Geomechanics in Partnership – A Holistic Approach to Solving Drilling Challenges
Mohammed Omer; Tosin Odunlami; Carlos Iturrious
SPE - Society of Petroleum Engineers
September 15, 2021
SPE Annual Technical Conference and Exhibition, September 21–23, 2021
With rising energy demand, operators in the Middle East are now focusing on developing unconventional resources. To optimize hydraulic fracture stimulation, most of these deep gas wells are required to be drilled laterally and in the direction of the minimum horizontal stress. However, this poses an increased risk of stuck pipe due to hole instability, differential sticking and skin damage due to high overbalance pressures, which makes drilling these wells challenging and costly. Another major challenge in the Middle East is lost circulation due to natural fractures in carbonate reservoirs. Lost circulation currently accounts for loss of approximately $850-900 million USD per year globally across the industry (Marinescu 2014).
This paper presents a case study where a holistic approach; combining geomechanics and drilling technologies were employed to address the drilling challenges specific to unconventional and naturally fractured reservoirs. Ultimately, this approach helped the client to mitigate stuck pipe issues, while proposing a physics/engineering-basedmethodology to reduce losses by sealing fractures, hence providing a roadmap to optimized drilling and mitigation of hazards with associated Non-Productive Time (NPT).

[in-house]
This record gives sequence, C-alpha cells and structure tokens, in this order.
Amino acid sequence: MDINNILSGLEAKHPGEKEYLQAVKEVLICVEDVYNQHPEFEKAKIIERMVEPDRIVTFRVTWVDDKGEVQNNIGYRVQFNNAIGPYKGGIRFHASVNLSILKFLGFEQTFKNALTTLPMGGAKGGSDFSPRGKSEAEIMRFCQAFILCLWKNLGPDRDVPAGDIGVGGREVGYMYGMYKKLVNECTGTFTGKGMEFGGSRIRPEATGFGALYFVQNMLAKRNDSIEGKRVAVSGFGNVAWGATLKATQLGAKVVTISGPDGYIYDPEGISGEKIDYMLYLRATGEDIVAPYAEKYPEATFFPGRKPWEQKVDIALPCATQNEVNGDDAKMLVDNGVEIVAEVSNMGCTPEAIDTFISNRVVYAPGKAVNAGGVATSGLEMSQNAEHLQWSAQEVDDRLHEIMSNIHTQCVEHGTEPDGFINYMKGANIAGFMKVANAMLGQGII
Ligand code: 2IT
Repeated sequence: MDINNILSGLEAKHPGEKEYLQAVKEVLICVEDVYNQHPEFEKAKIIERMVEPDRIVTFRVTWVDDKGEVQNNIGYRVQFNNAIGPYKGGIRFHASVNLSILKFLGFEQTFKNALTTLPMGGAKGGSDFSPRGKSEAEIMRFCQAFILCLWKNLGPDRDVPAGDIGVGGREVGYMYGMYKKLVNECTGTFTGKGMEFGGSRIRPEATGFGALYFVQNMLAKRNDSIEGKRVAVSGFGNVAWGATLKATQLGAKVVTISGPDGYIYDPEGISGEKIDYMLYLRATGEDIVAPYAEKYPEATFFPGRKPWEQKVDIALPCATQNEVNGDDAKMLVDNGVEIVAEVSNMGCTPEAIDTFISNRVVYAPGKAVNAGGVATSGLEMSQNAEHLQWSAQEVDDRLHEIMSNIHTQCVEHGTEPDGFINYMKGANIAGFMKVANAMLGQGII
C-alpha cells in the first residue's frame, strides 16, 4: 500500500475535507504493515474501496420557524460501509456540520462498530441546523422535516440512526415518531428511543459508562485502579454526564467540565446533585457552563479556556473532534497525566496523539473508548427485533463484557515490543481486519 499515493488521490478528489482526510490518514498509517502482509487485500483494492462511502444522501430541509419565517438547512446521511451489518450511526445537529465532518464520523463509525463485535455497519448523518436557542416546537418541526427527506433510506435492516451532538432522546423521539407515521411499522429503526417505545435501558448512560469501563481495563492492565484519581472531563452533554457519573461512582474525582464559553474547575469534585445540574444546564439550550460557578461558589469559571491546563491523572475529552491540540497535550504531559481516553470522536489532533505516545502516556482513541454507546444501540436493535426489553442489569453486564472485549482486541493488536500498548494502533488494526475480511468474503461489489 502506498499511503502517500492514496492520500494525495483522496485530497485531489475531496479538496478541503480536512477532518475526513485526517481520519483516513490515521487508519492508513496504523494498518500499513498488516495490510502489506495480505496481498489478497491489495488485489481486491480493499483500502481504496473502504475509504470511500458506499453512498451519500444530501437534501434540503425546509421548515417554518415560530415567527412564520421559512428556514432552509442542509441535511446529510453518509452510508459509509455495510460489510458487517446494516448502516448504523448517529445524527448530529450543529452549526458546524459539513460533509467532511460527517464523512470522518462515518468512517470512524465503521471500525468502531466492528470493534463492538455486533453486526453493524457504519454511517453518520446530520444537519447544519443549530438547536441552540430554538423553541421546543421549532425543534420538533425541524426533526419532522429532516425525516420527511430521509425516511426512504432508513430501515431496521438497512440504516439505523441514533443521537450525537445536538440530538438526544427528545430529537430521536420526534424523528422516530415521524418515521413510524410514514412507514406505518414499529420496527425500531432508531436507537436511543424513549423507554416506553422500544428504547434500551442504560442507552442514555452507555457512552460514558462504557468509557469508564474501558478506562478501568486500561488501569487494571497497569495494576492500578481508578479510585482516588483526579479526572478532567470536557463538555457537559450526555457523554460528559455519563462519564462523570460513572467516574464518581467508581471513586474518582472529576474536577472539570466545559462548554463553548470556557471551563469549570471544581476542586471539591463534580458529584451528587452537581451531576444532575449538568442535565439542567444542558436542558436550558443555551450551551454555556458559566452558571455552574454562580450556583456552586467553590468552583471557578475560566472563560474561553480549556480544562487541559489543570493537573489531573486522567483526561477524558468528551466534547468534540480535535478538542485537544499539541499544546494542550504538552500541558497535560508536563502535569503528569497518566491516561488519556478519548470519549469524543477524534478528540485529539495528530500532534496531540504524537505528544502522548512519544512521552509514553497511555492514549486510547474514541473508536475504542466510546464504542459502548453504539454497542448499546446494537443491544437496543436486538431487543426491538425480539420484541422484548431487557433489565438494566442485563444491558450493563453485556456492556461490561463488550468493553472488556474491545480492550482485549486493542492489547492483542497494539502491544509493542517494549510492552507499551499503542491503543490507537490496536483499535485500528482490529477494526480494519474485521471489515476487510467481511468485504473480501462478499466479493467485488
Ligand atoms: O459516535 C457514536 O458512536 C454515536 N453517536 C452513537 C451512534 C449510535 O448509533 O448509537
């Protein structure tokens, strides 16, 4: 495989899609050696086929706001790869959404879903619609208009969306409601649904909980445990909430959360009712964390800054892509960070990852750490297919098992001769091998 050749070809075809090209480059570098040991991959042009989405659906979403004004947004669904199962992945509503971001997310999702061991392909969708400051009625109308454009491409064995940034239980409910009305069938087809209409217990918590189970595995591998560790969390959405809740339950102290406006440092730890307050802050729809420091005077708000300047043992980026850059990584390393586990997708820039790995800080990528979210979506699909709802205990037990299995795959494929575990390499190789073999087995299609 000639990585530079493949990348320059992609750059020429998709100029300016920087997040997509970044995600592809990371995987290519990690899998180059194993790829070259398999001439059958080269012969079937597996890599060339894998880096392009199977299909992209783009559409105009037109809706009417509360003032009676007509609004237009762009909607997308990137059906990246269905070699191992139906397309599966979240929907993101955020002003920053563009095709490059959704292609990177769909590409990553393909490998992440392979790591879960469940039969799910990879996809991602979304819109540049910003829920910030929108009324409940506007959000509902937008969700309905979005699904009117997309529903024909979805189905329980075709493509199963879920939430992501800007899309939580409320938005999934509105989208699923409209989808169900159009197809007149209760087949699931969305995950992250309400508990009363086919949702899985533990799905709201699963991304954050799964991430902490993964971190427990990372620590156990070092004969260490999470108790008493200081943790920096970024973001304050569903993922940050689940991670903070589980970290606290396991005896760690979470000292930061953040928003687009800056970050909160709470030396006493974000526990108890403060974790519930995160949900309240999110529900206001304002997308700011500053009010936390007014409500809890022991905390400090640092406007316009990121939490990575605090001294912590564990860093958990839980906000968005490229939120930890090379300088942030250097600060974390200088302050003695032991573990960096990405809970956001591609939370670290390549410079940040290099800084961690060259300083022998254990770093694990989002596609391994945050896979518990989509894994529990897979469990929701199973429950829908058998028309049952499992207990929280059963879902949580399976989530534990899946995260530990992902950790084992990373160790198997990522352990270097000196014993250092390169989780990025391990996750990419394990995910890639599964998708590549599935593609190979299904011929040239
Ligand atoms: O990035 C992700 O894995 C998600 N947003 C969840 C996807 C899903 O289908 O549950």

The paper demonstrates a holistic approach, combining wellbore stability analysis, managed pressure drilling (MPD) and proposes a novel physics/engineering-based methodology for addressing lost circulation challenges. A 1-D wellbore stability model is initially developed to determine the safe operating downhole pressure limits and to effectively assess the drilling risks associated with the planned wellbore orientation. By accurately determining the required bottomhole pressure to prevent wellbore stability problems, managed pressure drilling technology can be implemented to provide improved drilling hazard mitigation by enabling reduced overbalance pressures, constant bottomhole pressure, and faster reaction time by instantaneously adjusting downhole pressures. A bi-particulate bio-degradable system is used as a lost circulation material (LCM). The bigger size cylindrical particles flowing at a pre-defined rate will form a bridge or a plug across the fracture aperture, providing mechanical stability and the smaller spherical particles will seal the gaps in the bridge there by providing an effective sealing of the fracture opening.
From experience, implementing these methodologies and technologies in isolation has not provided satisfactory results. This indicates that a partnership which leverages the strengths of the individual disciplines from the early planning stages is necessary to effectively address the drilling challenges posed by unconventional and naturally fractured reservoirs. For the case study highlighted in this paper, the well was drilled to TD in a timely manner, while maintaining the integrity of the hole, hence confirming the viability of this approach. In addition, the physics and engineering design workflow for bi-particulate bio-degradable LCM demonstrates how it can be effectively deployed to mitigate lost circulation without skin damage to the formation.